Tuesday, January 6, 2009

The First of Many

Dear Lily,

I've made an irregular habit of writing letters to your brother on this blog and it has always been my intention to do the same for you, but every time I've sat to pen one, there's just not enough. Not enough verbiage to describe you. Not enough energy to try. Not enough time to do you justice. And not enough selflessness (?) I guess, to share you with the ether. My feelings for you are impossibly tender. From our first moments together I've had a sense, a surety even, that you held some missing pieces of my soul in your tiny, unyielding fists when you came through the veil. It was as if God had given you a few things he could see I was lacking and asked you to pass them along. And you did. And I am more whole with you than I was without you (a conclusion the disassociated onlooker may not arrive at, given the baggy eyes and more-than-occasional absentmindedness). I felt something similar when your brother was born; he enlarged me, added to my joy, but I don't remember him filling a void, bringing wholeness the way you have. There's more I could say, but nothing else I'm comfortable sharing in a forum semi-public, so ask me about it someday. I like to think this is something you know all about right now, but will probably forget with time; I would love the opportunity to remind you.

I haven't known many babies, but I've known of quite a few and I can say with perfect objectivity that I've never known a baby to be so sweet and mild as you are. (I'm sure there are/have been others; I know better than to think a clumsy mother like myself would deserve the sweetest baby in the universe. But somehow I lucked into you, whose sweetness could be measured to some small decimal place of the highest percentile, I'm quite sure). You occasionally manifest your mortality in fits of exhaustion or frustration, but for the most part, you are overwhelmingly cherubic and dear.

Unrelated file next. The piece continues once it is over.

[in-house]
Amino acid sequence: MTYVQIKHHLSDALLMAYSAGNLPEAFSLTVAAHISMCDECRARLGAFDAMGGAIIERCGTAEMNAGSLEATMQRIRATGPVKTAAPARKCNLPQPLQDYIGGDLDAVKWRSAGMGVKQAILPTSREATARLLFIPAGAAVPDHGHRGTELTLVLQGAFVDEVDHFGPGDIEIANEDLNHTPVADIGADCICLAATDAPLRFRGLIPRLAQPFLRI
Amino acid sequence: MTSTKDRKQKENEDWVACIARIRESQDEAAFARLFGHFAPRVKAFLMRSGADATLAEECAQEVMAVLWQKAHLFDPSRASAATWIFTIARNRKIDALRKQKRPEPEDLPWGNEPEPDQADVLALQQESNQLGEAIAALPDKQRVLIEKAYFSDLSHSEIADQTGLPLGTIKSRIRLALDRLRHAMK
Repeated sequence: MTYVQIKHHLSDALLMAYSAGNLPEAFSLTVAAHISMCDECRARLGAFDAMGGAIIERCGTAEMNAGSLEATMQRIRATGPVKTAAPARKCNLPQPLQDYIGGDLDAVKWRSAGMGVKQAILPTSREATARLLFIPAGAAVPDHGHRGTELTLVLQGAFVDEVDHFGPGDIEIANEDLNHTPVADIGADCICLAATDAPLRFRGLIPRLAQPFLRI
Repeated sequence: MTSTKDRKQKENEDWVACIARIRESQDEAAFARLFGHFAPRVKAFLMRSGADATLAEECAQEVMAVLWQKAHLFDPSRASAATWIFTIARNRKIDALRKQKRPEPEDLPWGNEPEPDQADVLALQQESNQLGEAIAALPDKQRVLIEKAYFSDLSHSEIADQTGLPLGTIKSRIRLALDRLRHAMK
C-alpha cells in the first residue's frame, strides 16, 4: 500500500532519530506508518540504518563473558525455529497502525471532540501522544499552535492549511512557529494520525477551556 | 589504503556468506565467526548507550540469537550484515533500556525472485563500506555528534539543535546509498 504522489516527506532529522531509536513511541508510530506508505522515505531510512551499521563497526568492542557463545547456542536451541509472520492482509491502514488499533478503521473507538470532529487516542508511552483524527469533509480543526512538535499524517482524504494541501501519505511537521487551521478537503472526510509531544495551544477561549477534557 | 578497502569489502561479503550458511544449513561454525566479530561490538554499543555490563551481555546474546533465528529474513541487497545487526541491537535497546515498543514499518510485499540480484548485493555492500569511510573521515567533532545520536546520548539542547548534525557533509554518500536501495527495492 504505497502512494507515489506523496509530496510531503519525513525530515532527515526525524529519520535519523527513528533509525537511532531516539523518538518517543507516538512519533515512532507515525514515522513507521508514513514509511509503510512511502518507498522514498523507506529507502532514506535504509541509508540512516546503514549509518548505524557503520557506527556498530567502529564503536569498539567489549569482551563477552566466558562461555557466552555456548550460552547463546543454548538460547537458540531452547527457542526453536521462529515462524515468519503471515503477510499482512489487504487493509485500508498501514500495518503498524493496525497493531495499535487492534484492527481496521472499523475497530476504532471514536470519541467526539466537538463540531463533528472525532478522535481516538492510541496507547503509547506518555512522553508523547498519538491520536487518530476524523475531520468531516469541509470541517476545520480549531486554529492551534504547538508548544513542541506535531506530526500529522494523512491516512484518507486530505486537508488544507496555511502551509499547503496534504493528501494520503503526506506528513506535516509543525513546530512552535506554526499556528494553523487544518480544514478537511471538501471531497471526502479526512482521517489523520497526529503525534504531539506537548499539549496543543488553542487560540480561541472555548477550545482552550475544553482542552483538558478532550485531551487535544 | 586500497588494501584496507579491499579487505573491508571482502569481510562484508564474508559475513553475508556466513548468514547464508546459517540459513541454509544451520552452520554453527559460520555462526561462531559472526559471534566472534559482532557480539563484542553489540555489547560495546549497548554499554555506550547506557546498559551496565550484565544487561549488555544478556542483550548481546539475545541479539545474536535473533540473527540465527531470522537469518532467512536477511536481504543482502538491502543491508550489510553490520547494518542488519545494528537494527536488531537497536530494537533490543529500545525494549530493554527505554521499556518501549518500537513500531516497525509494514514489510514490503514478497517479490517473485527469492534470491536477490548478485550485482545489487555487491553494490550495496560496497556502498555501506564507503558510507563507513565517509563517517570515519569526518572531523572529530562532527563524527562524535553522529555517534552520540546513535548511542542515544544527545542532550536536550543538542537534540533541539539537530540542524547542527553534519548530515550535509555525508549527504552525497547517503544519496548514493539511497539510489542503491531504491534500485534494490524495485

I read once about a study (which, to be quite frank, I immediately regarded as a heap of inconclusive hocus-pocus,) that suggested that people with children are less happy than those without. I would unreservedly cede to the author that people with children are more frequently inconvenienced than those without. My three and a half years of maternal experience would hop right up and tell you that my patience is tried, my temper is lost, my best-laid plans are thwarted by blown out diapers and back-seat barf extravaganzas, my dollars are stretched and so is my soul.
But my joy is multiplied to immeasurable depths in the trenches and triumphs of parenthood.

Lily, the smell of your breath makes me swoon. The rolls on your thighs make me drool. Your cheek against mine feels just right. Your fist around my finger is a perfect little clutch. Your morning growls are a welcome alarm. Your gummy grin is my Mona Lisa.

In short, little angel, you have enlarged my joy to unthinkable expanse.

And I'll spend the rest of my life trying to pay you back with love...

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